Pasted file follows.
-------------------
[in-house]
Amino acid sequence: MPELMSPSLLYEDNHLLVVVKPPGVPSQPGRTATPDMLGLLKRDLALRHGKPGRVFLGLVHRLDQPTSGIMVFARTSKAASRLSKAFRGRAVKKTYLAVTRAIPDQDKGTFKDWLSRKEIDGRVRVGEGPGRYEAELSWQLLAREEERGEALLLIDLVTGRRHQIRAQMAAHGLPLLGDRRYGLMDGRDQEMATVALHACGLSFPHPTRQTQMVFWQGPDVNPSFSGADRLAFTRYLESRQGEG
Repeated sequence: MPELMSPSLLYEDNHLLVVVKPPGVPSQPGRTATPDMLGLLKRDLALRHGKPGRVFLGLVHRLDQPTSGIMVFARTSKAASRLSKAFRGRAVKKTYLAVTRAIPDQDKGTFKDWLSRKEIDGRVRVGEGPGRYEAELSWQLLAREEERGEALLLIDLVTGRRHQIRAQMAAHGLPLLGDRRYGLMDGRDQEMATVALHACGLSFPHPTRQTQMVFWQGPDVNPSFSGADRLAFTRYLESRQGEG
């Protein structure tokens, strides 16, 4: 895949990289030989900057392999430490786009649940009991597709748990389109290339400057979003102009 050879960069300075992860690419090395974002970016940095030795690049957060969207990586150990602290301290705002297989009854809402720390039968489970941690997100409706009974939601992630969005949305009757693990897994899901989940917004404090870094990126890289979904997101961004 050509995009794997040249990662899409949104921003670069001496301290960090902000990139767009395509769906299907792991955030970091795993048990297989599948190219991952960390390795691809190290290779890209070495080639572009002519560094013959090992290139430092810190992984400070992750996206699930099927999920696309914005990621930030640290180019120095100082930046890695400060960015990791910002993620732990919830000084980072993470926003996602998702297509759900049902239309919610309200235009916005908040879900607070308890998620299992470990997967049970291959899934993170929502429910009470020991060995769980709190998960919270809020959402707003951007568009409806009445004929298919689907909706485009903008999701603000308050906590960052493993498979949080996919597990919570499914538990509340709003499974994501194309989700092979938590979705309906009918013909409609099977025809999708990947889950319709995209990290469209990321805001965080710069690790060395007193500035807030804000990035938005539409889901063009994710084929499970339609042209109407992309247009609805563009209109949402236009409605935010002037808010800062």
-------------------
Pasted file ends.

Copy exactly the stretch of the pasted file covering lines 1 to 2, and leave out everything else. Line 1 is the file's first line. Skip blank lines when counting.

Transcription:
[in-house]
Amino acid sequence: MPELMSPSLLYEDNHLLVVVKPPGVPSQPGRTATPDMLGLLKRDLALRHGKPGRVFLGLVHRLDQPTSGIMVFARTSKAASRLSKAFRGRAVKKTYLAVTRAIPDQDKGTFKDWLSRKEIDGRVRVGEGPGRYEAELSWQLLAREEERGEALLLIDLVTGRRHQIRAQMAAHGLPLLGDRRYGLMDGRDQEMATVALHACGLSFPHPTRQTQMVFWQGPDVNPSFSGADRLAFTRYLESRQGEG